As the weather warms up and the summer approaches, it is vital to remember the importance of protecting ourselves and our little ones against the sun’s rays. But before we can lecture our children on what to do, we ourselves need to be fully informed.
Ultraviolet radiation from the suns rays can cause all forms of skin cancer including basal cell carcinoma (BCC), squamous cell carcinoma (SCC) as well as malignant melanomas. This ultraviolet radiation consists mainly of ultraviolet rays A (UVA) and B (UVB). Exposure to UVA radiation is associated primarily with skin ageing as well as skin cancer. UVB radiation is responsible for sunburn which in turn predisposes us to skin cancer. The majority of sunscreens protect against UVB rays alone-therefore it is very important to read the label carefully before you buy any sunscreen for you or your children. Below are facts you need to know to ensure you get the best sun protection possible.
What is SPF?
We are all familiar with the term SPF but what does it actually mean? SPF stands for sun protection factor-however, in reality, it should more accurately be termed “sunburn protection factor” as it only protects against the suns’ UVB rays. The SPF rating acts as a relative measure of how long the sunscreen will protect you against UVB rays. For example, if it usually takes you 10 minutes to burn and you apply an SPF 15, then it will take you 15 times longer to burn or 250 minutes. Therefore, a higher SPF does not mean better protection from the sun- it simply means it will take you more time to burn.
What SPF rating is enough?
It is important to understand that the scale with SPF is not linear-SPF 50 is not twice as good as SPF 25. Studies have shown that SPF 30 blocks up to 96% of UVB radiation compared to SPF 50 blocking up to 98%. I find that people tend to avoid using SPF 50 due to its sticky consistency- Since SPF 50 does not add significantly more protection, I generally recommend SPF 30 for most people.
Which sunscreen should I use?
Since UVA and UVB rays both predispose to skin cancers, it is imperative that any sunscreen you use needs to protect against both.
Sunscreens that protect against both UVA and UVB rays are often termed “broad spectrum”. UVA protection is measured in stars with a UVA rating of 4 or 5 stars considered a good level of sun protection. I recommend using a sunscreen with an SPF 30 and a 4/5 star UVA rating in order to optimise your sun protection.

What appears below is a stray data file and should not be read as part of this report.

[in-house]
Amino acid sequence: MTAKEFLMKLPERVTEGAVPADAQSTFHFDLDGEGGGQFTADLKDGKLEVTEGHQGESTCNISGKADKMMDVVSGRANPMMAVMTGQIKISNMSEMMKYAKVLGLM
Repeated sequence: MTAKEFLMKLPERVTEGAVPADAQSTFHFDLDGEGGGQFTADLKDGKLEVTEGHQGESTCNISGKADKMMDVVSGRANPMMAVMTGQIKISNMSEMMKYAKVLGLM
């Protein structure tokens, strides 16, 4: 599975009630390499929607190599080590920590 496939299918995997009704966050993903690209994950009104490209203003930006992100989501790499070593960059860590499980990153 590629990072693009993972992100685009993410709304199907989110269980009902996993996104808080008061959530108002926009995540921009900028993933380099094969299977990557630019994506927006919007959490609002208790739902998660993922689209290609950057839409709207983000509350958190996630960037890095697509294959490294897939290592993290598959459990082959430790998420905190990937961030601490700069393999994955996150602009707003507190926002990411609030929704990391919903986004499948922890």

When and how is best to apply sunscreen?
Sunscreen should be applied 15 minutes before sun exposure and allowed to dry. All sunscreens should be reapplied every two hours as well as after swimming and sweating. Do NOT be falsely reassured by the “water resistant” labels on sunscreens. “Water resistant” means that the SPF protection is maintained after 40 minutes in water and “very water resistant” simply means that the SPF is maintained after 80 mins in water. Therefore sunscreen needs to be reapplied every time you get out of the water.
I try to remember a simple hack called the “teaspoon rule” when applying sunscreen to my children or myself. This easy way of remembering how much to use was first described in 2002 in a well-respected scientific journal, Archives of Dermatology.
- Apply at least half a teaspoon to each arm, face and neck
- Apply more than 1 teaspoon to each leg, 1 teaspoon to the front of your torso and 1 teaspoon to back of body.
What else can I do?
Sun protection can come from other sources as well. Anyone who has young children will know the difficulty in keeping them still for long enough to apply sufficient amounts of sunscreen. In this case, protective clothing can play a very important role. Look for clothing with a UPF (ultraviolet protection factor) rating. Clothing rated UPF 50 allows only 1/50th (approximately 2%) UV transmission-These items are now widely available particularly in the form of rash guards/vests for adults and children.
Your lips are also a sensitive area that can be easily sunburned but often forgotten- Protect them using a lip balm containing SPF 30.
My top sun safety tips:
- Keep babies and young children out of direct sunlight
- Stay in the shade between 10am and 4pm
- Use sun screen of at least SPF 30 with high UVA protection as well
- Apply sunscreen at least 15 -20 minutes before going out and then every 2 hours (or after swimming or sweating)
- Make sure to remember the teaspoon rule when applying sunscreen!
- Wear UPF clothing if possible-If not, wear a hat / long sleeved shirt